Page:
‘‘Some of the documents were alarming,’’ Mr Fox said, ‘‘and, for me, things had gone way beyond just a suspicion.’’

Asked by Ms Lonergan if the term ‘‘Catholic Mafia’’, first coined by former colleague Troy Grant, was made in reference to the police or the clergy, Mr Fox replied ‘‘I think it may have incorporated both ... but I took it to mean police because of the way it was said at the time.’’

Mr Fox was asked why he wasn’t involving other police in his investigation.

‘‘I didn’t trust other police at that stage,’’ he said. 

‘‘I had a very uneasy feeling about what was going on and developed a mistrust.’’

When Mr Fox returned to work from annual leave on October 18 2010, he was approached by a public servant, Miriam Watt, who said that Superintendent Charlie Haggart and acting Superintendent Wayne Humphrey had raided his office in his absence.

When he approached Superintendent Haggart, Mr Fox said he was told to ‘‘hand over all the documentation I had gathered regarding church abuse’’.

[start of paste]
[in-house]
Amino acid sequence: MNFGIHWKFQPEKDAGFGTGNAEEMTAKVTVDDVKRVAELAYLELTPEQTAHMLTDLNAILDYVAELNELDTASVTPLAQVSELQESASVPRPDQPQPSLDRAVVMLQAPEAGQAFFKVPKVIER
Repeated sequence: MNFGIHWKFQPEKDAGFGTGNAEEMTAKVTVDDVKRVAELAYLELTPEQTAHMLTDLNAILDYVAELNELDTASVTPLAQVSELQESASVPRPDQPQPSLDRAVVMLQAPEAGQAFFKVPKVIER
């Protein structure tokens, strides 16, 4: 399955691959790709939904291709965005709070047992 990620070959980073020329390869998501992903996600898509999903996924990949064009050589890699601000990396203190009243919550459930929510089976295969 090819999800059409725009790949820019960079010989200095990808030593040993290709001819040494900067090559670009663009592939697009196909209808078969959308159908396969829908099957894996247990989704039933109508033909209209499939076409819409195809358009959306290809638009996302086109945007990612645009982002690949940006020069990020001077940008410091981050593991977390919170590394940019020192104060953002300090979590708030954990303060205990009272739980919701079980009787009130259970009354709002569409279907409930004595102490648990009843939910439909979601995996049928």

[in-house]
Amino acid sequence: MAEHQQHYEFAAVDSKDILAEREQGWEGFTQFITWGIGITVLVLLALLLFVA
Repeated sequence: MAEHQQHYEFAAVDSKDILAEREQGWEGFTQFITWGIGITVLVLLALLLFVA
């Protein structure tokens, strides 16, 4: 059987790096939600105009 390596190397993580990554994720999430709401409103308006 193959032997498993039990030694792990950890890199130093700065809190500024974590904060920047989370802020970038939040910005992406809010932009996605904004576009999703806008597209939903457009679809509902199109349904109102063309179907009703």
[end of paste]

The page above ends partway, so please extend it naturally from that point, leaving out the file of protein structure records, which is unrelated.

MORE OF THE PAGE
‘‘He made it clear that the file was being taken off me,’’ he said.

By December 1, Mr Fox was summoned to a meeting with Superintendent Haggart and other senior police to discuss the alleged cover-ups by Catholic clergy. At the meeting, he was informed that Strikeforce Lantle would be taking over the investigation. Mr Fox said he was happy with the arrangement, but said he questioned why he was ordered by Superintendent Max Mitchell to cease talking to media.

‘‘When I suggested that [Herald journalist] Joanne McCarthy be involved, Superintendent Mitchell became quite hostile,’’ he said.

‘‘I protested, Joanne McCarthy knows more about this matter than everyone in this room put together.’’

Mr Fox is expected to continue giving evidence when the inquiry resumes this morning. The Newcastle hearings will continue for two weeks, and for a further two weeks from June 24.

Smartphone
Tablet - Narrow
Tablet - Wide
Desktop